On average, college graduates earn about $1 million more over their lifetime than adults without high school diplomas, according to 2011 statistics by the Bureau of Labor Statistics. That means that the effort, time and focus your child puts into her schoolwork today will likely have long-term effects on her quality of life. In addition to being encouraging and supportive, help your child focus by emphasizing that hard work literally pays off.
Set high expectations for your child. Talk to her early about what type of future you think she deserves, and how focusing on school and exercising self-discipline will help secure success. Tell her you believe in her, and that she can do anything she puts her mind to, including focusing and performing well in school.
Make learning fun. Read to your child from the time she is very young, so she’ll associate education with familiarity, routine and love. Take her to museums, study and observe nature and teach her about her community and history. Encourage her curiosity, and stress the importance of finding the answers to her questions. Observe her interests and provide outlets for her talents.
Provide your child with a study environment at home that complements the study environment at school. Her study space should include a clean desk or table, a comfortable chair, a window for gazing off in deep thought, and access to the Internet and other reference materials. No TV or loud music either -- keep the house quiet and free of distractions during her study time, so she can concentrate.
Lead by example. Your child will likely do what you do faster than she’ll do what you say, so make sure that what you say and what you do match up. Demonstrate the ability to focus on your education in your own life. Commit to lifelong learning. Let your child see you reading and writing in dedicated concentration. Talk about what you’re learning. Talk about your goal, successes and failures. Show your child that education is a journey, not a destination.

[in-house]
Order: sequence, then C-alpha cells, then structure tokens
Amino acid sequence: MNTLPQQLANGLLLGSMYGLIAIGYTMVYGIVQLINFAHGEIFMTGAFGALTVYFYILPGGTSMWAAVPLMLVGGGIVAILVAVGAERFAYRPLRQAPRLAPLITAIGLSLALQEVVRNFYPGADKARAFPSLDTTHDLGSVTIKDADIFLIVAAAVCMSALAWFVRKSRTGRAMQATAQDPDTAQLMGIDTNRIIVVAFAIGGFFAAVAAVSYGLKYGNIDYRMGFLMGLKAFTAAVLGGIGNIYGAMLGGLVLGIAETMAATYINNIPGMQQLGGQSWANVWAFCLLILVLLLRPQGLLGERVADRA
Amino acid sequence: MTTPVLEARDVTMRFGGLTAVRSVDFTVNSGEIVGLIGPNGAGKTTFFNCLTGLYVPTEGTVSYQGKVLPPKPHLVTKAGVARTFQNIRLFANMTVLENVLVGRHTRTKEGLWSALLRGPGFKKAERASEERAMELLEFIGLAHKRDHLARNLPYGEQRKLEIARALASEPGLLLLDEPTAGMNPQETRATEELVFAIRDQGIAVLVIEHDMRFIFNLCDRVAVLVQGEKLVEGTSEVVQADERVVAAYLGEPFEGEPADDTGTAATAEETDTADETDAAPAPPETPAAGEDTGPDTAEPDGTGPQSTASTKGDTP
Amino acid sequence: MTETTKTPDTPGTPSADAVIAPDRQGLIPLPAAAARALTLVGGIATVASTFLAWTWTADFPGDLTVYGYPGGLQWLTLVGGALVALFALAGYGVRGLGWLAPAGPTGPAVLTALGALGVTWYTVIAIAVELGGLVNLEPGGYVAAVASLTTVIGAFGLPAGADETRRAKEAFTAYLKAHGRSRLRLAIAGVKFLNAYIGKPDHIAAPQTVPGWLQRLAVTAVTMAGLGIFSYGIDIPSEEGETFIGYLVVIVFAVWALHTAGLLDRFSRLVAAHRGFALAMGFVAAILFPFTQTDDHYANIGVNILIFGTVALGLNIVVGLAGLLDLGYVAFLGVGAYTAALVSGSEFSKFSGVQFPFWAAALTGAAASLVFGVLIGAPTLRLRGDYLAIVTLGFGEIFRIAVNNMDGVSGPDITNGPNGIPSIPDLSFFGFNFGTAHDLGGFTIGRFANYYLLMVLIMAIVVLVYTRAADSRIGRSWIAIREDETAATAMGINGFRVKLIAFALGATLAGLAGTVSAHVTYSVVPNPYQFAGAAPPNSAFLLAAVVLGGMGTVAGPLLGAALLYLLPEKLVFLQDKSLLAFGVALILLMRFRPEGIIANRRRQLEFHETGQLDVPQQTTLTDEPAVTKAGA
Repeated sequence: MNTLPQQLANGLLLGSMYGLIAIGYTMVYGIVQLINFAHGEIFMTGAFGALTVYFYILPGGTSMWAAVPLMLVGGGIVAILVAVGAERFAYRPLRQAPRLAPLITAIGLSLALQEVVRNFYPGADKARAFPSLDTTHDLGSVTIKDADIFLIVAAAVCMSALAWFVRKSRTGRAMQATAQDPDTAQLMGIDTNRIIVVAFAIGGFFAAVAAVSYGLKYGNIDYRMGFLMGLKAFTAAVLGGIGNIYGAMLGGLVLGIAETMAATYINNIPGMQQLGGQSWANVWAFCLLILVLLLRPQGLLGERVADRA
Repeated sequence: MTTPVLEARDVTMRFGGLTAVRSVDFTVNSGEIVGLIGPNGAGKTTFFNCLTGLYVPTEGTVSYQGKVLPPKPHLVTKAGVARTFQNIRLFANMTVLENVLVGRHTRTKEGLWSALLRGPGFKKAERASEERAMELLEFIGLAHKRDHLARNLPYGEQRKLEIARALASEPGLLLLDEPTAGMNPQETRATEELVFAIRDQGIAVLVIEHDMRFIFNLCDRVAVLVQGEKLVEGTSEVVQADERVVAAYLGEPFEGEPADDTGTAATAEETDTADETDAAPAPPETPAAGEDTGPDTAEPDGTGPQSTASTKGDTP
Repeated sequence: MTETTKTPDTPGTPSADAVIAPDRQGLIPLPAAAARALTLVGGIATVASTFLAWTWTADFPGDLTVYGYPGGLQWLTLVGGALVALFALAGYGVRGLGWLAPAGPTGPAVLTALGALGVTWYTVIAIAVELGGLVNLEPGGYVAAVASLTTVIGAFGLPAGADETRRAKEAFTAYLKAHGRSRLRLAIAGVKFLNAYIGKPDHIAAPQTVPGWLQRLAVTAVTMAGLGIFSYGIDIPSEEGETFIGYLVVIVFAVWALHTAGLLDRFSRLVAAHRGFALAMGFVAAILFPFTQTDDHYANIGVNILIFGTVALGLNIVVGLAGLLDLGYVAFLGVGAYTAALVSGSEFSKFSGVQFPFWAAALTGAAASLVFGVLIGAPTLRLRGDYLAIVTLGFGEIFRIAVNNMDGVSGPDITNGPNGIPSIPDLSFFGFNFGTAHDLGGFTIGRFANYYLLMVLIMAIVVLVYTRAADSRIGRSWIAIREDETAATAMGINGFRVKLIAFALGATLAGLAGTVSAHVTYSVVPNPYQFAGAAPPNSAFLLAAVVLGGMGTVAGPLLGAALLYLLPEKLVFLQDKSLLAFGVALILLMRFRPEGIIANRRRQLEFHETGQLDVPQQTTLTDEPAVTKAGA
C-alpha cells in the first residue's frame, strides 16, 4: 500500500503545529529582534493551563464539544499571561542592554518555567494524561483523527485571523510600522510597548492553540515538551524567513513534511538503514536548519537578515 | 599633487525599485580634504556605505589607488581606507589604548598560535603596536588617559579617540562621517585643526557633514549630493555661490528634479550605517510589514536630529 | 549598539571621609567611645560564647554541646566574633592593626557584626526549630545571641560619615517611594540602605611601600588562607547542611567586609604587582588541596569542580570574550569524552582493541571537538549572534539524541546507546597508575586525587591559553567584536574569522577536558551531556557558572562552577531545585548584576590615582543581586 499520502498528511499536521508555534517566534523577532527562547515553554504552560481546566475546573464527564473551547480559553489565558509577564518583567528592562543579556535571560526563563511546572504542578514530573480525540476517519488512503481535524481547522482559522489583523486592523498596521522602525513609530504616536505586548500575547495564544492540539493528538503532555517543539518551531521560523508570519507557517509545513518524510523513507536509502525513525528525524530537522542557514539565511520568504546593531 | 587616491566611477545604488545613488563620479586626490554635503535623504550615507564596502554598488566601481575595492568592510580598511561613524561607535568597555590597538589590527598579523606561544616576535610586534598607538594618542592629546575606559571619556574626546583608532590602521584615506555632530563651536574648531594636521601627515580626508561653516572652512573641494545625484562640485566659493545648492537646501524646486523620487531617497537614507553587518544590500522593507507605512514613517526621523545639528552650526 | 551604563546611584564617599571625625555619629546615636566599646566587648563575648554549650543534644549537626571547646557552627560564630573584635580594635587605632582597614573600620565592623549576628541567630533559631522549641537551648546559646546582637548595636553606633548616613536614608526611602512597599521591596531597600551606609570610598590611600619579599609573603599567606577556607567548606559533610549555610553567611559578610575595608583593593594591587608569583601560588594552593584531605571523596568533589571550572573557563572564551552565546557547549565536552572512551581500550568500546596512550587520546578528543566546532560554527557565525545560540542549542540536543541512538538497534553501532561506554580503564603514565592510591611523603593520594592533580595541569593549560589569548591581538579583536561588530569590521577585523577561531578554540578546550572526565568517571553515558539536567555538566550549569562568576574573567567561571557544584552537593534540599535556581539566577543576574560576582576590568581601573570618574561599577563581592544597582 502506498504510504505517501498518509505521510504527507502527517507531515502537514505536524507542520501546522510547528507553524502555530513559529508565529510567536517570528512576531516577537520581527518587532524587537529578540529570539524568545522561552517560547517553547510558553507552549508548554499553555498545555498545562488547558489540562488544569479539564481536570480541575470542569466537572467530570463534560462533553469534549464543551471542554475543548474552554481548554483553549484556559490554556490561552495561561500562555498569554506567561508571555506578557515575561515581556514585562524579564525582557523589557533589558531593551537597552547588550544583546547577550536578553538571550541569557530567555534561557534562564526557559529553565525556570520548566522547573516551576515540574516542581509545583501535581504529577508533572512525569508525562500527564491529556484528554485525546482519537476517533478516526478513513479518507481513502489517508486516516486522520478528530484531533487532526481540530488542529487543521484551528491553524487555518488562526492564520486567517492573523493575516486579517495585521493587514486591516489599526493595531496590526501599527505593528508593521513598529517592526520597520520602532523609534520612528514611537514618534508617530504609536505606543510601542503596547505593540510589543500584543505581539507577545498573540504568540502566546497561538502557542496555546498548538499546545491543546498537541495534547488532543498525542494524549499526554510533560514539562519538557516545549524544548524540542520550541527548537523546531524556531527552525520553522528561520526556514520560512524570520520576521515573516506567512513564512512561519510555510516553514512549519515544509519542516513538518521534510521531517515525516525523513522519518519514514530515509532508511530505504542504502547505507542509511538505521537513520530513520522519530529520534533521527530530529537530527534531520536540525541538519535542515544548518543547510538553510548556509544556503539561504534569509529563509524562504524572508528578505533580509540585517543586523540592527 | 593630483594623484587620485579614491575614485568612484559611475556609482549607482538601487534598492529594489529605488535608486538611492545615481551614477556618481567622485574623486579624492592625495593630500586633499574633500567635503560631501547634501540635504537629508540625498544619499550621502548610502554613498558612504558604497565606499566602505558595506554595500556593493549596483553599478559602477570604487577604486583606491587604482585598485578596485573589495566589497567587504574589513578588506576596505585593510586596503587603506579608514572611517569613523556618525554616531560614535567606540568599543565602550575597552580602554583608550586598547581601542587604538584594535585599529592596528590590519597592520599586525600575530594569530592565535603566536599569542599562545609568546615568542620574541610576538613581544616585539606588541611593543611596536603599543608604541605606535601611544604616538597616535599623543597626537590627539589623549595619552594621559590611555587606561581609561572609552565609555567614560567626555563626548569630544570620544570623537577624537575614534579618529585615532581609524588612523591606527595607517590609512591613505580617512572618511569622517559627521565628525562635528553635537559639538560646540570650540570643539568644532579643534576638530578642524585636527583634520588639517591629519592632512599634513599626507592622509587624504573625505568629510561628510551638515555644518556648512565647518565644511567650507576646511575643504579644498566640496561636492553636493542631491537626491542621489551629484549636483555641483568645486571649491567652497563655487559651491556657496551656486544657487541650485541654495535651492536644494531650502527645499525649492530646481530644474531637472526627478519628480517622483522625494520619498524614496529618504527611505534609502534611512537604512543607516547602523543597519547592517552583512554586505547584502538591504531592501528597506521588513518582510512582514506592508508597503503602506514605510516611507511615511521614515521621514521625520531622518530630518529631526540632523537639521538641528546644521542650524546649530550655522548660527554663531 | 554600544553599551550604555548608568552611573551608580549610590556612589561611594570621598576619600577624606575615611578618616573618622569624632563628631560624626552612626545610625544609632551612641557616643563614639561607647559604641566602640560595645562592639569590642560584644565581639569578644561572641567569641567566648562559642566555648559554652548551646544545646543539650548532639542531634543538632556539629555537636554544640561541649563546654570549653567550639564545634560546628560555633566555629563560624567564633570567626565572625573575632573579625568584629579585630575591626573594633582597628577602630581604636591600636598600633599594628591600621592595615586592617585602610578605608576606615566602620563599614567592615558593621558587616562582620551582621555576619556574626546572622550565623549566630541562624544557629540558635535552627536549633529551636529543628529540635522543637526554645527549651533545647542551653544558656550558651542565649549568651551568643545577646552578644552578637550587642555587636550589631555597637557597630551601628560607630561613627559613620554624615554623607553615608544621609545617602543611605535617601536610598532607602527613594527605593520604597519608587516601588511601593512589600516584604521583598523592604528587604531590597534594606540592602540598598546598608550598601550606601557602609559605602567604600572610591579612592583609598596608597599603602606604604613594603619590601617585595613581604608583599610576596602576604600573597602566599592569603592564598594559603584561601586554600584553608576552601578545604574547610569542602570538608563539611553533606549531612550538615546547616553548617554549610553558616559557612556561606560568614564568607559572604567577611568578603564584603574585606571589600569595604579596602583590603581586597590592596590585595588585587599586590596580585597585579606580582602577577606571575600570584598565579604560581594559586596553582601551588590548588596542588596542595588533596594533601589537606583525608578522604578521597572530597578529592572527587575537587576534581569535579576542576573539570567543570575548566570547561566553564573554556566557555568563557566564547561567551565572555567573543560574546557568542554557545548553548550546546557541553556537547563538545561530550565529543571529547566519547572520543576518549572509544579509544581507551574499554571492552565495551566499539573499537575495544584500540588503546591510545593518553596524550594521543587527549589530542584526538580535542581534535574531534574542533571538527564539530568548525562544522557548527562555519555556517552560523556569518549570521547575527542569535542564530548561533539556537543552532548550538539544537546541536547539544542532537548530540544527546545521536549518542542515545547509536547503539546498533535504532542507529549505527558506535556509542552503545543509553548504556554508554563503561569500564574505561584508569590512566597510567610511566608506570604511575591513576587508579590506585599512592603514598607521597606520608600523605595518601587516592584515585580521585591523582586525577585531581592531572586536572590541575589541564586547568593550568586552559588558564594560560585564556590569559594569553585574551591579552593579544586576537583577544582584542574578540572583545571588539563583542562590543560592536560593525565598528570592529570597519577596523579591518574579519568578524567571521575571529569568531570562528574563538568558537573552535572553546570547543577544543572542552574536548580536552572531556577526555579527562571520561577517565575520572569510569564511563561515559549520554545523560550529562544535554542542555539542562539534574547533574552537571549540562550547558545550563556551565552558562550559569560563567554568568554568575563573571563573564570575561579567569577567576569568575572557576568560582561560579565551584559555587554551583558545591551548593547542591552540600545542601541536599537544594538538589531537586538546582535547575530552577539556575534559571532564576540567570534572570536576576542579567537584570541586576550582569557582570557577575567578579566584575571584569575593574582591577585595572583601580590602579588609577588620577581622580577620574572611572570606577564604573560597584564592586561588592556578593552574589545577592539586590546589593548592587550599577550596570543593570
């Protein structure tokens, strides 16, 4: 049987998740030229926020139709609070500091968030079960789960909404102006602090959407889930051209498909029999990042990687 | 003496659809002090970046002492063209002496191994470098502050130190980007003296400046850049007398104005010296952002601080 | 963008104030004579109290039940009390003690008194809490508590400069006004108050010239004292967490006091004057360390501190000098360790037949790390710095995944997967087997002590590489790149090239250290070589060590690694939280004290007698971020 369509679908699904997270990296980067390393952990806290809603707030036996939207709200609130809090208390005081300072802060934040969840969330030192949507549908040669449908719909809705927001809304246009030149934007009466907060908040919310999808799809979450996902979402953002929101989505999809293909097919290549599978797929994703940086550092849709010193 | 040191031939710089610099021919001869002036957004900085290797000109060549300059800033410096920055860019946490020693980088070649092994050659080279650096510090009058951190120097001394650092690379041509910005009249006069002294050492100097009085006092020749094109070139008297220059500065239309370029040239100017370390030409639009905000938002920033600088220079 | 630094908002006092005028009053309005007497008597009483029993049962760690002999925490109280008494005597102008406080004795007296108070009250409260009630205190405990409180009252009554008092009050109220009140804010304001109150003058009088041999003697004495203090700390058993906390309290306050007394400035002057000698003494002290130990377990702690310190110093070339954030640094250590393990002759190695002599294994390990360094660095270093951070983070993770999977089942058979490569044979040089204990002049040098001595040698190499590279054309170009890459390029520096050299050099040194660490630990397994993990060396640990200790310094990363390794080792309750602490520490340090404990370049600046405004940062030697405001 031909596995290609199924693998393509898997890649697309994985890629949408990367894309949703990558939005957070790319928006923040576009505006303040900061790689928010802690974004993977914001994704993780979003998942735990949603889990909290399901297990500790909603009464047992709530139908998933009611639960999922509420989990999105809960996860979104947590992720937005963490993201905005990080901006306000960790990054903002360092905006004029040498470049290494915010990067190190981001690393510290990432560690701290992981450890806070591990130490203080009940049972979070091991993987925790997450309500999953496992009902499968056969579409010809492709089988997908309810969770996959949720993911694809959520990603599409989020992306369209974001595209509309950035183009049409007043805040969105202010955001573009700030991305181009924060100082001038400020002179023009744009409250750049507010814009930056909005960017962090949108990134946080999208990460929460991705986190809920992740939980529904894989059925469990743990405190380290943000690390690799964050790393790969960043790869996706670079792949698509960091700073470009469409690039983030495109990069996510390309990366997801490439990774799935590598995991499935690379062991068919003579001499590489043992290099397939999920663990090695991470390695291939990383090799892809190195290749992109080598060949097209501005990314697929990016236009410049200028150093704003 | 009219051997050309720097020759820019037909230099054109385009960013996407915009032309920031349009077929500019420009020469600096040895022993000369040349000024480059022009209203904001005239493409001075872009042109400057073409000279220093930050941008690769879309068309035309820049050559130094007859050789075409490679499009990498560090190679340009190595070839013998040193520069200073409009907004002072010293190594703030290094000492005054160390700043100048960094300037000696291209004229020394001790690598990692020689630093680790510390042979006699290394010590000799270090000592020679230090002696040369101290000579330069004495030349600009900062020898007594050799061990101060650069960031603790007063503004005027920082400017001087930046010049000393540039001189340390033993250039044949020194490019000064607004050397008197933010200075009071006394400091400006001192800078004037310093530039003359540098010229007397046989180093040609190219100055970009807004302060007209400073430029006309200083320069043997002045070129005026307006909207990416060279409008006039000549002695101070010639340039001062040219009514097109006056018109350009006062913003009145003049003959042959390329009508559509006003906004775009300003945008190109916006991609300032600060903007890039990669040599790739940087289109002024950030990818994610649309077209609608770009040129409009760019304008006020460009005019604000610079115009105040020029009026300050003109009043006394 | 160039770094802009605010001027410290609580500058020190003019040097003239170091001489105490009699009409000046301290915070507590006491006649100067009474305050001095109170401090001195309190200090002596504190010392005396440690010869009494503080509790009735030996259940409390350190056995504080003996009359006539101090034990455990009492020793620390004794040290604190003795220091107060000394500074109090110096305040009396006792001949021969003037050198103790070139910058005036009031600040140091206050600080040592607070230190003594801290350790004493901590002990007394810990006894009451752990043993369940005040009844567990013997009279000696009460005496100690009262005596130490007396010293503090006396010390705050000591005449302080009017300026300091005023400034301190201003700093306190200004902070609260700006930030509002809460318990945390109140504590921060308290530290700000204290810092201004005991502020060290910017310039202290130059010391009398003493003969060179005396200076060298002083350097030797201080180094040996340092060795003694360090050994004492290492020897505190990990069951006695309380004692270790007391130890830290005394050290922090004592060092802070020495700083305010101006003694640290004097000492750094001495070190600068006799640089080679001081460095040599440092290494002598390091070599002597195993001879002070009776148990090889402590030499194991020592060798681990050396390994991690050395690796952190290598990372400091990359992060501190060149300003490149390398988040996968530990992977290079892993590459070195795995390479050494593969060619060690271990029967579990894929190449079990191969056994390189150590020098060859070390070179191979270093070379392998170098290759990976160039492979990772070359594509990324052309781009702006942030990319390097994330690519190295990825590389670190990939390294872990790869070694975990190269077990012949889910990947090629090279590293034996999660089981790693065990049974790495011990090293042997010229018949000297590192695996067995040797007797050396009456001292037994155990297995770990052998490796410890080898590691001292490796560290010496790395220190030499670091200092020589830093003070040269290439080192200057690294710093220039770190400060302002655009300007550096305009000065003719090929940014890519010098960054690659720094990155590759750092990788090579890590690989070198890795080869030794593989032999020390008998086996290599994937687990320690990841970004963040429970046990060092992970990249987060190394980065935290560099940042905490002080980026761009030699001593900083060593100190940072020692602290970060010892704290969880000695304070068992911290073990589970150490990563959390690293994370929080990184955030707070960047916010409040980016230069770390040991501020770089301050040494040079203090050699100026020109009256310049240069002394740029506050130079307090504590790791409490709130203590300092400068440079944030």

Give helpful feedback. Sure your child is brilliant, but if that’s all you ever tell her, she might give up when she’s challenged because she doesn’t feel smart anymore, according to ParentingSimply.com. Instead of putting her on a pedestal that she’s afraid to fall from, highlight your child’s more tenacious qualities. Affirm her efforts, consistency, flexibility and improvements. Help her find value in trying, rather than only success. Show her the importance of failing and learning from her mistakes.
Let your kid be a kid. All work and no play does indeed make Jill a dull girl -- or perhaps a girl who likes to cut loose in school because her parents aren’t around to squelch her fun. Balance study with recreation so when it’s time to focus, your child is ready. Let her run around and burn energy after school before sitting down to do homework, or give her time to stretch her legs and day dream. If your child isn’t pressured, she’ll be less likely to resist -- whether at home or at school.
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